This ultra-creamy wild mushroom risotto highlights the wonderfully earthy flavor of mushrooms thanks to a clever, easy trick: dry cooking.
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What fall ingredient inspires you the most? And what do you like best to do with it? My favorite fall harvest is wild mushrooms, and what I love to make most with wild mushrooms is risotto. Risotto is the very definition of comfort food in my book, and wild mushroom risotto is the icon of the transition from summer to fall in my kitchen.
I recently scored a loot of gorgeous fresh chanterelles at my local market. This small, neighborhood grocery store has outdoor stalls from spring to fall where they carry a small, rotating lineup of fresh produce. It’s such a gift because I usually get everything I’m looking for at any particular time within a walkable distance from my kitchen! This market is always the first to sell rhubarb in the spring and carries the most perfect fall strawberries through October.
Every late August, I eagerly wait for the market to lay out trays of freshly picked chanterelles. The chanterelles they sell could not be fresher: they’re firm, aromatic, and still have bits of earth attached to their stems. They look like they were picked overnight! Chanterelles are quite the catch: they have a smooth, fruity aroma and a mild, slightly peppery taste. They taste completely different from your regular button mushroom, which is why I’ve been able to convince several “mushroom haters” to eat—and enjoy!—my wild mushroom risotto over the years.
My wild mushroom of choice to make this risotto is chanterelles, but they can be expensive, so I usually use half chanterelles and half other mixed mushrooms. Using different mushroom varieties in this risotto also creates a deeper, more complex flavor and a gorgeous look, too! You can basically use any and all mushroom varieties in this wild mushroom risotto. Use what you can find; I promise the results won’t ever be boring!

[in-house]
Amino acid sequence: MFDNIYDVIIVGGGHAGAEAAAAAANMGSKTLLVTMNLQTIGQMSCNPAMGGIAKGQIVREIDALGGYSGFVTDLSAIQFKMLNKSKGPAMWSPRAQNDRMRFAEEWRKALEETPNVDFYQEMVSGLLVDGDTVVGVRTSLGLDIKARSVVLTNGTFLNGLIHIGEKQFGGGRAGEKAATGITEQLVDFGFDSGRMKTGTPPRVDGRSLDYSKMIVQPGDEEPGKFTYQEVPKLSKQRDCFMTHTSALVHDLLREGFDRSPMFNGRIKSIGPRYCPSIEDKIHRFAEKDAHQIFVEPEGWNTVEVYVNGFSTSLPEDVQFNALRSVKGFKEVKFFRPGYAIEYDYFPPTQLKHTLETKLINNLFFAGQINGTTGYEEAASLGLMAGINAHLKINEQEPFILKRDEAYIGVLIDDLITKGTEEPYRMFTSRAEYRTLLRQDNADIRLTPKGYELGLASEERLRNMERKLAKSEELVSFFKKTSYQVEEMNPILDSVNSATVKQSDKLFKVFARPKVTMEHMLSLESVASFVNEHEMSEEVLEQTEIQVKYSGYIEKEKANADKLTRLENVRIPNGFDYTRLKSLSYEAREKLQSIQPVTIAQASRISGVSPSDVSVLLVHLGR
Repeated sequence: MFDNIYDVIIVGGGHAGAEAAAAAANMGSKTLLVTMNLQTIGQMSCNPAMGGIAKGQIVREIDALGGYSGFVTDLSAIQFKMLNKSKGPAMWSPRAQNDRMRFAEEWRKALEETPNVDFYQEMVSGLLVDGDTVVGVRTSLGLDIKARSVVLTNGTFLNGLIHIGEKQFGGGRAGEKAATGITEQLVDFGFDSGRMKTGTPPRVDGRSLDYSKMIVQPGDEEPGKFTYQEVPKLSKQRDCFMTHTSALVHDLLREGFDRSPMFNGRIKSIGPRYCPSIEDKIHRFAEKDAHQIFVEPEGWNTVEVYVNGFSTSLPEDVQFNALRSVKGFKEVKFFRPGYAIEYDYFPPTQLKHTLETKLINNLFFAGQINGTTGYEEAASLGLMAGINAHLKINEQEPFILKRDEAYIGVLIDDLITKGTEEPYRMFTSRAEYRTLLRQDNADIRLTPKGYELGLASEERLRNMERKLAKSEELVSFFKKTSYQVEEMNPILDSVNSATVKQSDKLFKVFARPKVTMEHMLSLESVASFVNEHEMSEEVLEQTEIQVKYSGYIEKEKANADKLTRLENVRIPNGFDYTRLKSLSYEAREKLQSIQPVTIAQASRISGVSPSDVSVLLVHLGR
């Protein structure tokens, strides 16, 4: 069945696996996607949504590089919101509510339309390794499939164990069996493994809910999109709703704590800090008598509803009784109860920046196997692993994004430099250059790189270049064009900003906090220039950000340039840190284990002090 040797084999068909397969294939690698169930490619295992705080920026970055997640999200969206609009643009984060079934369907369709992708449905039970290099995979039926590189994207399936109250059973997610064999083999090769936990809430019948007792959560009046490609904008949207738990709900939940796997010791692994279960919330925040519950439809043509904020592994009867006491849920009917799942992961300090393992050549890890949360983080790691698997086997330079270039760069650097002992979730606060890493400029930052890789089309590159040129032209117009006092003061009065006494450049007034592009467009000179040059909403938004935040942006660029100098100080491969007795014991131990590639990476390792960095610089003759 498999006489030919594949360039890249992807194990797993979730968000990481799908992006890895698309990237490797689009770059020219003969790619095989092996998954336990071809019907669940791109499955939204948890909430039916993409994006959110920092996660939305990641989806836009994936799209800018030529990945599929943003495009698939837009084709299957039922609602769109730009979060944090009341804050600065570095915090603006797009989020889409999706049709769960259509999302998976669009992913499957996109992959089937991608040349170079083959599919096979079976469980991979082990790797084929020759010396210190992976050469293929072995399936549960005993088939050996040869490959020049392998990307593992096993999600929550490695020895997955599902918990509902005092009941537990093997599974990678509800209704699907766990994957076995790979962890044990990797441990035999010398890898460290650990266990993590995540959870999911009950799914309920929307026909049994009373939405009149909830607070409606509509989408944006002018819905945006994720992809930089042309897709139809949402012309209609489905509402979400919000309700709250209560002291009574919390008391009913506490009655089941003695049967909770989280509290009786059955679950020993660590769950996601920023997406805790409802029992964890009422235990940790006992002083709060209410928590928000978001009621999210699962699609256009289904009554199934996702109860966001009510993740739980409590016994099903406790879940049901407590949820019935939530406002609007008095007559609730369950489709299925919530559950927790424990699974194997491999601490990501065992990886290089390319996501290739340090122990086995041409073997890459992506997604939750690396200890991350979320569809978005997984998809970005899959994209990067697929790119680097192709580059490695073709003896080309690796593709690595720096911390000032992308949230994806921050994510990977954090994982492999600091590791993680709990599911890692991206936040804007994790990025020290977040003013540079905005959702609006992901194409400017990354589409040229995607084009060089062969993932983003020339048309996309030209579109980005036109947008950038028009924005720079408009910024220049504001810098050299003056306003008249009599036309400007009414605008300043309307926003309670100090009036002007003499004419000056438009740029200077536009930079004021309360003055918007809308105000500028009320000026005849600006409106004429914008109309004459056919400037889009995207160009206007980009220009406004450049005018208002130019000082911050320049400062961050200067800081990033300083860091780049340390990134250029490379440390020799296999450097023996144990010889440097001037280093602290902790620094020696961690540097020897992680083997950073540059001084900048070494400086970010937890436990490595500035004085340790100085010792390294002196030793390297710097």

You may have tasted mushroom risotto before, but I think you might not have enjoyed a risotto this… mushroomy yet. The genius technique in this recipe is to dry cook the mushrooms rather than cooking them in a pool of butter, the way it is usually done. Dry cooking means frying the mushrooms in a hot, naked pan—using no fat at all. This technique, which I borrowed from Jamie Oliver, is inspired by the way Japanese cook mushrooms on yakitori grills. Dry cooking allows the flavor of the mushrooms to concentrate and develop a lovely nuttiness. You taste the pure, straightforward flavor of wild mushrooms, not butter.
After the mushrooms are cooked, they are dressed with a drizzle of lemon juice and a pinch of salt and then tossed with a tumble of fresh herbs. This mushroom salad of sorts could be enjoyed as is or served on croutons as a cocktail bite, used as a topping for tartines or a pizza, or mixed with pasta for a quick dinner. But the way I prefer to serve them is on top of a cheesy, oozy risotto. The mushroom risotto broth is also infused with dry porcini mushrooms, which further enhances the incredibly earthy, comforting flavor of this dish. Although you could stir the mushrooms into the risotto right before serving, I prefer using them as a topping, which creates a striking presentation and allows you to craft perfect bites for yourself. I can hardly think of a more heart-warming fall and winter dish!
Helpful Tips for Making Wild Mushroom Risotto